When you are in the office, you normally talk with those who are around you. As a human, you are influenced by proximity, among other things. When individuals are working from home, several things can happen:
- Communication among employees focuses only on tasks. People will fail to build relationships with their colleagues and end up feeling like a bunch of strangers working on a random task.
- People feel isolated and lonely, resulting in mental health problems, disengaged employees, and higher turnover.
- Individuals with difficulty managing their workday or using technology will be left behind. Their productivity will drop.
In the current situation brought about by covid-19, people who do not live alone have to work in potentially less than ideal situations. Think about working parents, couples living in small houses, people with a bad internet connection. If your workforce is suddenly forced to work from home or you split your workforce into different groups to reduce the number of staff members and create the possibility for social distance, you will experience that managing people is different. The main difference is that your managing needs to be more intentional. If you rely only on your gut judgments and feelings, you will see the consequences of your actions very soon. Between the employees, the distance, physical and temporal, means that unclear communication will have bigger negative consequences than usual.
What is the purpose of communication?
Communication has two main functions in companies:
- Share information with employees so that they can make work-related decisions.
- Build and maintain relationships among colleagues to be familiar enough with each other that some basic level of trust exists.
The first function is work-related. The interaction between colleagues is purpose-driven. You seek feedback, discuss performance standards, brainstorm ideas, solve a problem, and exchange your views about a potential vendor. The point is that the interaction is focused and work-related.
The second function is not-work related. It's not about getting work done, but about simple human interaction. It's the type of interaction you have at the water cooler. It's talking about human stories, what your colleagues did during the weekend. On Friday's, with my NUIG colleagues, we talk about the weekend driving the kids here and there, dinner with the in-laws. That kind of stuff. Monday's we again talk about the weekend, the stuff kids did. Whatever happened. While this interaction is not work-related, it builds familiarity. That is important for work-related communication. It lays the foundation.
3 things you should be doing now
- Adapt your KPIs, objectives, performance standards, whatever you call them. This creates breathing room for your employees. It also sends a clear signal of what you expect. It creates certainty for your employees. It also shows that you are a human being and can empathize with your employees' situation.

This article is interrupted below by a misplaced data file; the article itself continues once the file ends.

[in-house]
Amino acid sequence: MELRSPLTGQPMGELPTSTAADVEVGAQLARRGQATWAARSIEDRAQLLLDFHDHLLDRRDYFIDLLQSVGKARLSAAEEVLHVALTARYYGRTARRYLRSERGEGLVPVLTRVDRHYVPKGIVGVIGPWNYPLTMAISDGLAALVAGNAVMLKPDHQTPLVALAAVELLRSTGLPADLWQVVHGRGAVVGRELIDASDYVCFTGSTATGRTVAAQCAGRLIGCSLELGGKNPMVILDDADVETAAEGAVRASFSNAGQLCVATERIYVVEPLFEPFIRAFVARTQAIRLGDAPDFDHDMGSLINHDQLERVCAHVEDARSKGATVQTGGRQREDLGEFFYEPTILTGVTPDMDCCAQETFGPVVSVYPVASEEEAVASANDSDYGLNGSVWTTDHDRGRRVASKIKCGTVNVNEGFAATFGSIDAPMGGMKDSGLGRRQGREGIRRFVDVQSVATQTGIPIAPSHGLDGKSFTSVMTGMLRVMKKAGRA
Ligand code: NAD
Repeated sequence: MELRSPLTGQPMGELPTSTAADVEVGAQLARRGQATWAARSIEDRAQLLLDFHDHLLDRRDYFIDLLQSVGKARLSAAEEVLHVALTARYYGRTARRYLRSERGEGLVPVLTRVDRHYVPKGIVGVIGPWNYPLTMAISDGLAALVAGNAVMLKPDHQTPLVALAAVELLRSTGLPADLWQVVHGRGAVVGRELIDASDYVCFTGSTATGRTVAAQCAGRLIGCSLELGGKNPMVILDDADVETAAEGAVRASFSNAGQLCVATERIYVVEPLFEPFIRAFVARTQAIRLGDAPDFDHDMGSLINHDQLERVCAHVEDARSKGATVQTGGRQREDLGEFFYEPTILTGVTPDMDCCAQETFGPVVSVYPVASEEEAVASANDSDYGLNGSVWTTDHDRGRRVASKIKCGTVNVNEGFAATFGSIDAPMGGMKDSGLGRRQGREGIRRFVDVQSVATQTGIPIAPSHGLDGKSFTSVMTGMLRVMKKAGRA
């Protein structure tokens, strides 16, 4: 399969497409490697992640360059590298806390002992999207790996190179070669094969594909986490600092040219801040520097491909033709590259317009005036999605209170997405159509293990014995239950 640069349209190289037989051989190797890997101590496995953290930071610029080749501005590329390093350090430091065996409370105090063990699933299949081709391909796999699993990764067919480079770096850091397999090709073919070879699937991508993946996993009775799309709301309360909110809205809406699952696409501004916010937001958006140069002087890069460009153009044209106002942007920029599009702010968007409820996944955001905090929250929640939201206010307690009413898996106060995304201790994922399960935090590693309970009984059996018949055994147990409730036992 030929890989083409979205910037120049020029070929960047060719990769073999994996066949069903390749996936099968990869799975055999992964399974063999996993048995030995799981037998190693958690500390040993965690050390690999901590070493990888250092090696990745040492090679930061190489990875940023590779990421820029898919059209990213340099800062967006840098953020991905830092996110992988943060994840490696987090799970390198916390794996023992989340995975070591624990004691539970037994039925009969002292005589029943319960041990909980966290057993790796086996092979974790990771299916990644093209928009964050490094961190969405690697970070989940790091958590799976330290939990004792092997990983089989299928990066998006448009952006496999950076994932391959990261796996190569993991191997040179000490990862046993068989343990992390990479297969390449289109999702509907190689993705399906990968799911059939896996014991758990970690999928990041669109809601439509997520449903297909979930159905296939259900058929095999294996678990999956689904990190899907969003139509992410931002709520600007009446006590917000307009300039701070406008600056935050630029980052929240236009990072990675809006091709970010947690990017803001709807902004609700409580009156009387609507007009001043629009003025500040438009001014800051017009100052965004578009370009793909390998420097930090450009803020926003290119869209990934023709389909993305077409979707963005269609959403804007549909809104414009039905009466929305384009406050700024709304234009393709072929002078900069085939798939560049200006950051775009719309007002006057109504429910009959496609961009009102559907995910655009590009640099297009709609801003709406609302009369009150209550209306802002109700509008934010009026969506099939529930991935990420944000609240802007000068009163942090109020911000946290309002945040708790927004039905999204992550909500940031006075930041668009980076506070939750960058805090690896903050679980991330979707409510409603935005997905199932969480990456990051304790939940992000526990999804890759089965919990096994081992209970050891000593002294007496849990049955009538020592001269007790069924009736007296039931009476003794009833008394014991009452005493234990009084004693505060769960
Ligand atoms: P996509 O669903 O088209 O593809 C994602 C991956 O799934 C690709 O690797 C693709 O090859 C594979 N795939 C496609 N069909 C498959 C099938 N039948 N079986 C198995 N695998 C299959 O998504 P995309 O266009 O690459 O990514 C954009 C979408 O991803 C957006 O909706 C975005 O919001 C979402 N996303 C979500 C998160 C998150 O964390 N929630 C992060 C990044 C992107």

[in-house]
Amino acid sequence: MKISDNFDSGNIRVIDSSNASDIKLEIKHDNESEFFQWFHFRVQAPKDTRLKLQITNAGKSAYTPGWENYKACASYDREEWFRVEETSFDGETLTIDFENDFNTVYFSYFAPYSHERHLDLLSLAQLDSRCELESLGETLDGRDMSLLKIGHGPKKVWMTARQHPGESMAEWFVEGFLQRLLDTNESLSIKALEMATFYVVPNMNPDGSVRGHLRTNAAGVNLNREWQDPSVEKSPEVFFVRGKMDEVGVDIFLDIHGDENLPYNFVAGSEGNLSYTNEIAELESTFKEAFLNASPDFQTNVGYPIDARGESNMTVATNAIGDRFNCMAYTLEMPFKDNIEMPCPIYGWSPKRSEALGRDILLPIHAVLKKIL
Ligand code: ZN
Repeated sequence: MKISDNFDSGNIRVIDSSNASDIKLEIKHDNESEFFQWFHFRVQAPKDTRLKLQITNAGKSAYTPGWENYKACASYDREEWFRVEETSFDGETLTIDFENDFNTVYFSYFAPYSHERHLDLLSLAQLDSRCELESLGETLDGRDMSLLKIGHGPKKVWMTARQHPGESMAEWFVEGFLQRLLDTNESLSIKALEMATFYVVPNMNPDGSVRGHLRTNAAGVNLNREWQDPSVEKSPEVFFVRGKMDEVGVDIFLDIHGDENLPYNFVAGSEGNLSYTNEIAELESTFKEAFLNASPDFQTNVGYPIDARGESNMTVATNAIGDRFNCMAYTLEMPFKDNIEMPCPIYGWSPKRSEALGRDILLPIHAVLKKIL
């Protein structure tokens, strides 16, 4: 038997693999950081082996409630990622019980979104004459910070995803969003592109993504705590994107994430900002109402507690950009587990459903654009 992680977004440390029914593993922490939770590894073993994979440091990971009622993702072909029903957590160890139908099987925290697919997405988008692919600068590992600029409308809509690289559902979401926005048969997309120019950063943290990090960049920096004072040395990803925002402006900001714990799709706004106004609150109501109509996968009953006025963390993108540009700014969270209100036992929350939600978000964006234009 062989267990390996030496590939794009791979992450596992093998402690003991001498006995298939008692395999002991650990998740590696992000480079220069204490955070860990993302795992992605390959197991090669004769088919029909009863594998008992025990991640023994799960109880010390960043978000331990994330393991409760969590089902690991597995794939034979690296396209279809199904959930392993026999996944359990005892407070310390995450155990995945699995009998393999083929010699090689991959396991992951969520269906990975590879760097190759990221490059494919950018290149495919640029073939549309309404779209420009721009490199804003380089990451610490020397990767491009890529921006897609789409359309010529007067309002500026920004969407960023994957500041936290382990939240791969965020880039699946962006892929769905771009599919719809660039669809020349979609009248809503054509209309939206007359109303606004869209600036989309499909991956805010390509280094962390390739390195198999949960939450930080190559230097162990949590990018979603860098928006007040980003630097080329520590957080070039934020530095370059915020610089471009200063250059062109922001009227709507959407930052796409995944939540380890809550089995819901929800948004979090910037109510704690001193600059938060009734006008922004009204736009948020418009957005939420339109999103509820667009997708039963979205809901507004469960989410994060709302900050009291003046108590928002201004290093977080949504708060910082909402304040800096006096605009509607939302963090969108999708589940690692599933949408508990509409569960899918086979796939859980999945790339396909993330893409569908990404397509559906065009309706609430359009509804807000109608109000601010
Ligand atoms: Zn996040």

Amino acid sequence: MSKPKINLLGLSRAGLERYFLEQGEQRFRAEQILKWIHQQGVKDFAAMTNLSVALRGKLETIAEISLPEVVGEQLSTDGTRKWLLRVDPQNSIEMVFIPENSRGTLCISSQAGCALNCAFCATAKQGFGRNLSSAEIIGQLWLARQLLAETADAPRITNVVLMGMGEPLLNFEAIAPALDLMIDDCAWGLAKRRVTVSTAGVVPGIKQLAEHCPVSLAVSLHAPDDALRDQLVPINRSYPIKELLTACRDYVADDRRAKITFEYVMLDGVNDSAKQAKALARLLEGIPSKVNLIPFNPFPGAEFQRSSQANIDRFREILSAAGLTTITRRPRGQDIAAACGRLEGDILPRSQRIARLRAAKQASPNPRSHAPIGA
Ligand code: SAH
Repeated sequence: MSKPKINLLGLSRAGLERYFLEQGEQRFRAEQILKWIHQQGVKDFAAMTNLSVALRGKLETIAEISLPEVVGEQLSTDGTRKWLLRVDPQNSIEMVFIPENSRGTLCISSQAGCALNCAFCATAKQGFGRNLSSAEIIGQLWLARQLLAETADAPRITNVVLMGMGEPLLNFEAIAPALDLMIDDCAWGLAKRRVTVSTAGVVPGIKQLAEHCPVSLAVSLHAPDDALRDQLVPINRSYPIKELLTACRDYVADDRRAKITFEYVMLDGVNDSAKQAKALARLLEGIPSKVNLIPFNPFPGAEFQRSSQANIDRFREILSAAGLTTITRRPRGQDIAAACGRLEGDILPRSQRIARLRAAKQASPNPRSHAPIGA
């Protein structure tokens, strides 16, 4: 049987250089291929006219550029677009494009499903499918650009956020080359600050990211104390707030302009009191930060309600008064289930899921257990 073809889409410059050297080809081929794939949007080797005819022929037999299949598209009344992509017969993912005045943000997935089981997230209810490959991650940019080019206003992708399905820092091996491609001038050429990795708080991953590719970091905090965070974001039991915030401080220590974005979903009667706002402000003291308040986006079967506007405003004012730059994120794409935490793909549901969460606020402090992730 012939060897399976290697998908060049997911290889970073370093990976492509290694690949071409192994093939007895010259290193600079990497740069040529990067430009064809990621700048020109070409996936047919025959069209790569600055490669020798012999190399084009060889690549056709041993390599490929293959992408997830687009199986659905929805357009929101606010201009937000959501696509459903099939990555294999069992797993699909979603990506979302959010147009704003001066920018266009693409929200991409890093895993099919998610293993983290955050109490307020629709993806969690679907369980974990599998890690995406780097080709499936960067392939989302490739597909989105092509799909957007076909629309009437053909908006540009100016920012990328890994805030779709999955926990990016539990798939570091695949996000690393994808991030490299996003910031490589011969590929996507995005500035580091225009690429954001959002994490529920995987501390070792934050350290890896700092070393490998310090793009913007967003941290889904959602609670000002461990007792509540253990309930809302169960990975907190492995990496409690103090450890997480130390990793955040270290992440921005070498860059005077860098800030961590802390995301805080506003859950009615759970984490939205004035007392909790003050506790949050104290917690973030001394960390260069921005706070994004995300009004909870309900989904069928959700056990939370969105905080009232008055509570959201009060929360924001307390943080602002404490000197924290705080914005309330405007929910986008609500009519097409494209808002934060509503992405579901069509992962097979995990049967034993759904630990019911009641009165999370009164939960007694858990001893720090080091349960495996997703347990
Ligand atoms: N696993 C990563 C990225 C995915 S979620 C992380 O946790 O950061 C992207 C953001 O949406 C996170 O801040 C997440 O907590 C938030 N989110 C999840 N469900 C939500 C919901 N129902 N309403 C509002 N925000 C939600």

- Develop a small but crucial set of communication tools: What tool will be used to replace face-to-face communication? Where will you store project-specific decisions? What tool will you use to replace the whiteboard?
- Measure how you communicated before the sudden change. This is your benchmark. This is what you want to recreate. If you have communicated electronically, take that data, create your organizational communication network data, and analyze it. My inbox is open for help. If you don't have that type of data or don't want to use it, create a quick survey (5 minutes max) to measure your organizational communication network data. Again, my inbox is open. I can send you a template. If you have any other HR data (engagement, culture, etc.), keep measuring it. This is your insight into how your people are doing, how the current situation impacts them.
Suddenly remote: 5 do's
Now you know how important communication is for your employees, and you know that you need to step up how intentional you manage your team. Below is a list of more resources about managing remote teams. Read the ones that are relevant for you, and take notes.
- Clearly communicate to your employees that you don't expect them to perform at the same productivity level as before. Make it explicit - write it down - what the minimum is that you expect. This creates safety.
- Over-communicate. Marcus Wermuth said it first. You might think that you are repeating yourself, but you need to be super clear and explicit when working online. I always remember a colleague telling me that they used to tell students to "scroll down to the end of the page” It's the digital version of "turn the page".
- Check-in with your team members. You need to develop an awareness of someone's mental health without seeing them. This is going to be difficult. Pay attention to team members who are slowly participating less and less in online communication. Sometimes people need to disconnect. That's ok. Establish the rule that disconnecting is ok, but needs to be announced. For example, November is a tough month for me. I'm active in the workfrom slack group. I told them that I'd be disconnected during the next 20 days. If you analyze your team's communication data, you can use this to measure a drop in interaction or a drop in the number of people with whom someone interacts. These are red flags and tell you that someone is disengaging.